Speaking of the seasons. We love ponds all year, even in winter, but autumn can be an extraordinary experience.

 

Gazebo/Bridge When New

Gazebo/Bridge When New

Beautifully Weathered Bridge/Gazebo

Beautifully Weathered Bridge/Gazebo

 

 

 

 

 

 

 

Enjoyment of a well designed pond, like the one Brian Helfrich has built, begins in the morning when you’re having that first cup of coffee.

A well-placed pond with streams and falls will be viewable from the most used rooms of your home and especially from the kitchen.

“It’s wonderful to watch the leaves bud, grow and change, and see it all reflected in your pond,” says Dave.

 

Adding a Bridge

Adding a Bridge

Bridges add a lovely design element to a backyard pond oasis. Here, Brian’s structure acts as a walkway along the side of his home. Plants and shrubs offer a pleasing “softscape” contrast to the rock and wood “hardscapes.” Note how the design makes it all appear organic, with water flowing in and around all the hardscape areas. 

 

Pond Waterfall

Pond Waterfall

Pondless Waterfall

Pondless Waterfall

 

 

 

 

 

 

 

 

 

 

 

 

The above two photos show two of the waterfalls that are part of the overall water garden. The one on the left is a waterfall cascading down into the pond, while the one on the right is a “pondless” waterfall, which is a perfect place for very young children to play. This pondless waterfall has been designed to let the water to seep through a “pebble beach” area before being filtered, captured below and recirculated.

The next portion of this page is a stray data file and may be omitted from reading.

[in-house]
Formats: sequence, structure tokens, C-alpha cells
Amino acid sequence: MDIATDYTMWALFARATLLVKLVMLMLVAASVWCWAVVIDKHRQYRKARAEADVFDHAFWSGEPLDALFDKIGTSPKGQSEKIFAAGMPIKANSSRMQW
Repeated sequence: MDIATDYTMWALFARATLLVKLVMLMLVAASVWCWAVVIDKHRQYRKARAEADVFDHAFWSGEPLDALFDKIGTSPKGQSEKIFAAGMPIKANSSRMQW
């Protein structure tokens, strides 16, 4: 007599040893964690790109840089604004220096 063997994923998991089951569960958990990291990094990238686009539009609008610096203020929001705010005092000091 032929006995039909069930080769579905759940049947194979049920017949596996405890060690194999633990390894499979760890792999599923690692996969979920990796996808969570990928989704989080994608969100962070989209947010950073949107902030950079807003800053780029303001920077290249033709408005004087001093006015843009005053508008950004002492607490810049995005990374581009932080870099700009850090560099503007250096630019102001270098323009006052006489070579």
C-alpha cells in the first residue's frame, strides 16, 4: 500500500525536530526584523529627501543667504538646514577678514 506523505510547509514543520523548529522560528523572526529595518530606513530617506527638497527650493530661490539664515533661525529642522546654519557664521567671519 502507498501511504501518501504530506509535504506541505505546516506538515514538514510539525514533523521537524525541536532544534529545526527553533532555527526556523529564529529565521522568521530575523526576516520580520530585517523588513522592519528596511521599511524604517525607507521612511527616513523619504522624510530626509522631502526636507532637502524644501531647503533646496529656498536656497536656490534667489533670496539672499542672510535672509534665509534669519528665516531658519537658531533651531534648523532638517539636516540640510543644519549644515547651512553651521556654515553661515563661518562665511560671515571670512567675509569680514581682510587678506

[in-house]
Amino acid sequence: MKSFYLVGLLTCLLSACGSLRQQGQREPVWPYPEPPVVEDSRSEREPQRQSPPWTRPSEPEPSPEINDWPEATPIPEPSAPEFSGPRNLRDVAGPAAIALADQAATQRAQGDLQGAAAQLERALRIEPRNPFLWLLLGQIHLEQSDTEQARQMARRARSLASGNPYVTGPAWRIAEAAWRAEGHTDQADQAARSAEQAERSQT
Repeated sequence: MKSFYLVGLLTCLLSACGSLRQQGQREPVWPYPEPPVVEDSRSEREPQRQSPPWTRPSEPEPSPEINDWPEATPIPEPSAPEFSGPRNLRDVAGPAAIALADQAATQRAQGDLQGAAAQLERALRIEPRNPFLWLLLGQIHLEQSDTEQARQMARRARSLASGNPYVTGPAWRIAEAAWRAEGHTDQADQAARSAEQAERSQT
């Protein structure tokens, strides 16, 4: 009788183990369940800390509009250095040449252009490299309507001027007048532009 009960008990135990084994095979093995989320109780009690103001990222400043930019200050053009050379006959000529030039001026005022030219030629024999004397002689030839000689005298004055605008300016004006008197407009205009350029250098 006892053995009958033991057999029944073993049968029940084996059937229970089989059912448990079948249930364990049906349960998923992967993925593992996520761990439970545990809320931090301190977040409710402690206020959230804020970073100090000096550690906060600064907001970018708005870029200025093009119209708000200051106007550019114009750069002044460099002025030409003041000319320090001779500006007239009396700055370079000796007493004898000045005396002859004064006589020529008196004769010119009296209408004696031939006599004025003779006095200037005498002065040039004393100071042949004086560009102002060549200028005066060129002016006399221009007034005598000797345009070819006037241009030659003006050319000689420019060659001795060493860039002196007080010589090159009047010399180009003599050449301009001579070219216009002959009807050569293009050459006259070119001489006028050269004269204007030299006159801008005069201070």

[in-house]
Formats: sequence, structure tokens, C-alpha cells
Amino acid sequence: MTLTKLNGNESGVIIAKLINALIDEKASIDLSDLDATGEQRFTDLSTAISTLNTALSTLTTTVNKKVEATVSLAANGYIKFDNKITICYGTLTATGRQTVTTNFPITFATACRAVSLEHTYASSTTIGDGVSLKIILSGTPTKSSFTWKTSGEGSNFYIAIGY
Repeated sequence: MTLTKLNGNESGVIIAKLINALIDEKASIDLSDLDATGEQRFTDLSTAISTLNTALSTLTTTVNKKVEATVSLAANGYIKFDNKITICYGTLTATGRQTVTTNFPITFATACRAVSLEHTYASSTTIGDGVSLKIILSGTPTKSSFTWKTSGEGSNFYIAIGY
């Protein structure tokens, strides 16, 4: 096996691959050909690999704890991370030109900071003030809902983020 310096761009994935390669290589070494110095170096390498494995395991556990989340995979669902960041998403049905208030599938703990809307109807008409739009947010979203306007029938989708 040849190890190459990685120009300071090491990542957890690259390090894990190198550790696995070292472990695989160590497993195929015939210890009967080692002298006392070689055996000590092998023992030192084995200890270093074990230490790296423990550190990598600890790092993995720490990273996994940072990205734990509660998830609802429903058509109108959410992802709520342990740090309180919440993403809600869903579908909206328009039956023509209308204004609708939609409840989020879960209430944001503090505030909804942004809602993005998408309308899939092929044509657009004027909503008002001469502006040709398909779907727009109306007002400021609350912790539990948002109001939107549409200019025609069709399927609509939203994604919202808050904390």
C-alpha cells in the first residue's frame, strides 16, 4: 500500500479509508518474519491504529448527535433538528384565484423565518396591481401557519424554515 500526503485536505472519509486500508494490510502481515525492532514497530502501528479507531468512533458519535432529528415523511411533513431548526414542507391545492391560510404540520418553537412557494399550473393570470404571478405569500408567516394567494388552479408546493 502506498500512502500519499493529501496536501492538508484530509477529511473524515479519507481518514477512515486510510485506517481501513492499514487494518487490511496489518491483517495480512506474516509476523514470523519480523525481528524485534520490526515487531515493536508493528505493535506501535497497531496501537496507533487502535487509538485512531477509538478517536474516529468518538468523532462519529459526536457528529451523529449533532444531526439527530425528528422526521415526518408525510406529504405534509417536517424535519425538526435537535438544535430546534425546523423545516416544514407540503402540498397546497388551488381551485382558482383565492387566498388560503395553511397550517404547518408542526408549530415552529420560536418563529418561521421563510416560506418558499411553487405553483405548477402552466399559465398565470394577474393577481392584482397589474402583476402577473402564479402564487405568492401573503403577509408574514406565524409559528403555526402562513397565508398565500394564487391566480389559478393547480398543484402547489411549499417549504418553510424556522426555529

We’re told by Aquascape that small birds love the pondless area and use it as their own private oasis to congregate, drink and enjoy a bird bath. 

The feature photo at the top of our page today is of one of Brian’s waterfalls captured at night. Landscape lighting helps create a very special mood in and around the pond when, as they described it, “the yard feels almost magical.” Brian says he designed the water feature but he built it with the help of Certified Aquascape Contractors across the country. Deck and Patio is proud to claim that same status.

To see more photos of this pond and learn more about it, click here.